The crown jewel of Oʻahu, Lēʻahi, often referred to as Diamond Head, is one of the most recognizable landmarks Hawaiʻi has to offer. And it’s a favorite spot to visit amongst travelers and locals alike.
However, the beloved visitor destination—which has only increased in popularity in recent years—will be making new changes to preserve the landmark’s beauty and reduce visitor impact. State officials recently released a new policy that will go into effect on May 12, which will require visitors and those coming in from out-of-state to make reservations ahead of time to visit Diamond Head. Officials say these new rules will be used to combat and control damage to the environment and infrastructure, congestion on hiking trails, heavy vehicle traffic and illegal parking in the area.
Visitors will be able to make reservations into the park up to 14 days in advance of their visit beginning on April 28, 2022. The entry-free is $5, and parking is $10 per vehicle. The reservation system as well as additional information can be found on the DLNR’s website.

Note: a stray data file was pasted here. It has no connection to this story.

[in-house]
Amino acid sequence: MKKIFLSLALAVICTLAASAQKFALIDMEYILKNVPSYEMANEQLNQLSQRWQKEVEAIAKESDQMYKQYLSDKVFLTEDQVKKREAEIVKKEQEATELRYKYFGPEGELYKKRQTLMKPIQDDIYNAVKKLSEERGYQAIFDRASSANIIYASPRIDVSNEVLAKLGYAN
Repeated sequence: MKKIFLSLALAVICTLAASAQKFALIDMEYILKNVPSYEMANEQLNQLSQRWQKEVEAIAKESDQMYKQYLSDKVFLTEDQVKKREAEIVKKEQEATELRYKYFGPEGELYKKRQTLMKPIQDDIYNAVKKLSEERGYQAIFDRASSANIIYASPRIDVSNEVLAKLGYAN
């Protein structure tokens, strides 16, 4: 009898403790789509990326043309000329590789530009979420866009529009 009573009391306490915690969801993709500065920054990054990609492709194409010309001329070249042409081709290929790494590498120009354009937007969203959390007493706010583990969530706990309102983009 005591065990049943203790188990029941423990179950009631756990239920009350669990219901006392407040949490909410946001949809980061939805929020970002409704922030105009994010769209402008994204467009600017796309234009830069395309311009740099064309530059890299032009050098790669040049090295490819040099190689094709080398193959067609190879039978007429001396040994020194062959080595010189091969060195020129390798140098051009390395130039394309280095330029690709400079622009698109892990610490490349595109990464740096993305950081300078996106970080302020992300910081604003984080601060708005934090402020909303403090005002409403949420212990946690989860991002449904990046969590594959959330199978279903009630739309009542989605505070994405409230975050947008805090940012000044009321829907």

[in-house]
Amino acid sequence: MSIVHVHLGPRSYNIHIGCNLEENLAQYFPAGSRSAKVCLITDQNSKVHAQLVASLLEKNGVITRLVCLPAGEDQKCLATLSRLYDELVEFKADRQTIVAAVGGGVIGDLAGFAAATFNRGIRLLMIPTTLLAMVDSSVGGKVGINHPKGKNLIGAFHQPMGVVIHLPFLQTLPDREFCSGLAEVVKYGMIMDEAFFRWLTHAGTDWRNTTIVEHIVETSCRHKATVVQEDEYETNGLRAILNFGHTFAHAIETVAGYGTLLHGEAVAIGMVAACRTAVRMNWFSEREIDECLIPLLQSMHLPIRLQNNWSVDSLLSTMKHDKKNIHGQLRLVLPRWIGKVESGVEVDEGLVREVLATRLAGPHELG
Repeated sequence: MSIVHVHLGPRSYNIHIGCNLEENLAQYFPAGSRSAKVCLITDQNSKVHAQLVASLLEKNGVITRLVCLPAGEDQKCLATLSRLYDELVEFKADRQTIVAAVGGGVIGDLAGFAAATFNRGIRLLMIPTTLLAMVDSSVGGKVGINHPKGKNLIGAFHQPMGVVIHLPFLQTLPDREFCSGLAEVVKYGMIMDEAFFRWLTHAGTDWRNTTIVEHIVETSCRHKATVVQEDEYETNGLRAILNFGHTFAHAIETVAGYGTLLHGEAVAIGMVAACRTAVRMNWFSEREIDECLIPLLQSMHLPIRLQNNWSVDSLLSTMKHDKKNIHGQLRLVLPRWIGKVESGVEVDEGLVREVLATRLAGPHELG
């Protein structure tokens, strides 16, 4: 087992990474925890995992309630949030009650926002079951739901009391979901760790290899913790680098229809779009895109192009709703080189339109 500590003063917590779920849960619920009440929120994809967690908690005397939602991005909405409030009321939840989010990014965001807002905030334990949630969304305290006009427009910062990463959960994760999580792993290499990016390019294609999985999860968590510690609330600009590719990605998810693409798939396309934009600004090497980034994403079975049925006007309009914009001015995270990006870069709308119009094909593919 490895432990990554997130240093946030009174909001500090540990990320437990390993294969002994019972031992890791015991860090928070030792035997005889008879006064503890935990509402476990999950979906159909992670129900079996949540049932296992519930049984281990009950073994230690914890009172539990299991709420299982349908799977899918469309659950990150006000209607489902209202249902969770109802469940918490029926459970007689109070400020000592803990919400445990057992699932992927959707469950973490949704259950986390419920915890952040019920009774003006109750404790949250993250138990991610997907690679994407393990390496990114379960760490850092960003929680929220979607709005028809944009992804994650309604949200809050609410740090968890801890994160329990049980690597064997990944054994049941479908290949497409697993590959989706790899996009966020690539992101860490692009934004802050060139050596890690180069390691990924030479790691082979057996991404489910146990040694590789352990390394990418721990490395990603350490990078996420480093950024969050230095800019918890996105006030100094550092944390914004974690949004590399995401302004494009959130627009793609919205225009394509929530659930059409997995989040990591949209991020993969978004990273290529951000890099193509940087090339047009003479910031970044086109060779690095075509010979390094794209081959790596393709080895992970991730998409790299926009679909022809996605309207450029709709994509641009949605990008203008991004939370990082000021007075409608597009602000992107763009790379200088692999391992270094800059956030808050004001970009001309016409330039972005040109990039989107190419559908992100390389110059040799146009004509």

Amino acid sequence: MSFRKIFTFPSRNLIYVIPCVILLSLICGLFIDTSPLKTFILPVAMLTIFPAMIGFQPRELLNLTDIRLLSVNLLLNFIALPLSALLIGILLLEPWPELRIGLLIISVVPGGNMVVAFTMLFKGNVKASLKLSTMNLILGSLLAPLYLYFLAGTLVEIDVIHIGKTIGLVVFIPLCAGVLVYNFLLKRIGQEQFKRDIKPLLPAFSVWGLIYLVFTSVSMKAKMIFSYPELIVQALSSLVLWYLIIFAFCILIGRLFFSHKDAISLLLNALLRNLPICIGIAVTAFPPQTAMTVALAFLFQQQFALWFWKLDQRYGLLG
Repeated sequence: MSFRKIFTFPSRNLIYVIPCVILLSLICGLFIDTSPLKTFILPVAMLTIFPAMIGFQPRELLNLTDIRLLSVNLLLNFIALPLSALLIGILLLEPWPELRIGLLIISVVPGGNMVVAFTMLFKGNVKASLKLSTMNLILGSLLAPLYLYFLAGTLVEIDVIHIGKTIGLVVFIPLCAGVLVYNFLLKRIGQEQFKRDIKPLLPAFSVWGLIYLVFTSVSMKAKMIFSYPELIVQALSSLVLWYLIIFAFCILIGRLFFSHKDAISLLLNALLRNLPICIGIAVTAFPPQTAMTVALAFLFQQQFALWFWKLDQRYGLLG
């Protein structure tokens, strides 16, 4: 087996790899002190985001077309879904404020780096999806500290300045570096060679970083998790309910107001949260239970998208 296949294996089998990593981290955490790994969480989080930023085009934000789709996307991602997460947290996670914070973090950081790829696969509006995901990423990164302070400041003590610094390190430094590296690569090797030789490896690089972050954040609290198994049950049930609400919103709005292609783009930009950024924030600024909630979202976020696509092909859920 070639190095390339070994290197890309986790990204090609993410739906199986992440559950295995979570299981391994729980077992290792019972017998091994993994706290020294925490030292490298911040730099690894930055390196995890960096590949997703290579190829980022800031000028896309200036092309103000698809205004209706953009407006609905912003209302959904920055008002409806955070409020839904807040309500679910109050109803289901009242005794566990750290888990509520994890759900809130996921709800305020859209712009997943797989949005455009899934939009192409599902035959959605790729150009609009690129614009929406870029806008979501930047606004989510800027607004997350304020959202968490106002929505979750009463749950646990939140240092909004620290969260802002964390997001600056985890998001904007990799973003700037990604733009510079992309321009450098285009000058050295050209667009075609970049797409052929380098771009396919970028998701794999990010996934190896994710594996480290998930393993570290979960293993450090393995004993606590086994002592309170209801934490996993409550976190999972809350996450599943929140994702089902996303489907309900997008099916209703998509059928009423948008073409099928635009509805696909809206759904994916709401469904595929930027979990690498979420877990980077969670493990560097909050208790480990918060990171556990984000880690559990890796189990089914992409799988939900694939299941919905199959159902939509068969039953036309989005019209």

The need for reservations to access locations Hawaiʻi is not a new practice, as both Hāʻena State Park on Kauaʻi and Waiʻānapanapa State Park on Maui have also added similar systems for visitors. Both parks had cited concerns that over tourism were negatively affecting the quality of the area.
Residents of Hawaiʻi will still be allowed to enter the park without reservation and free-of-charge, however parking is limited. “We want to reduce the impact of visitors and really ensure that our residents have access to these desirable places,” Hawaiʻi Gov. David Ige said to the media. “We can control the numbers of people who visit a particular place so they can more easily be spread out across the day.”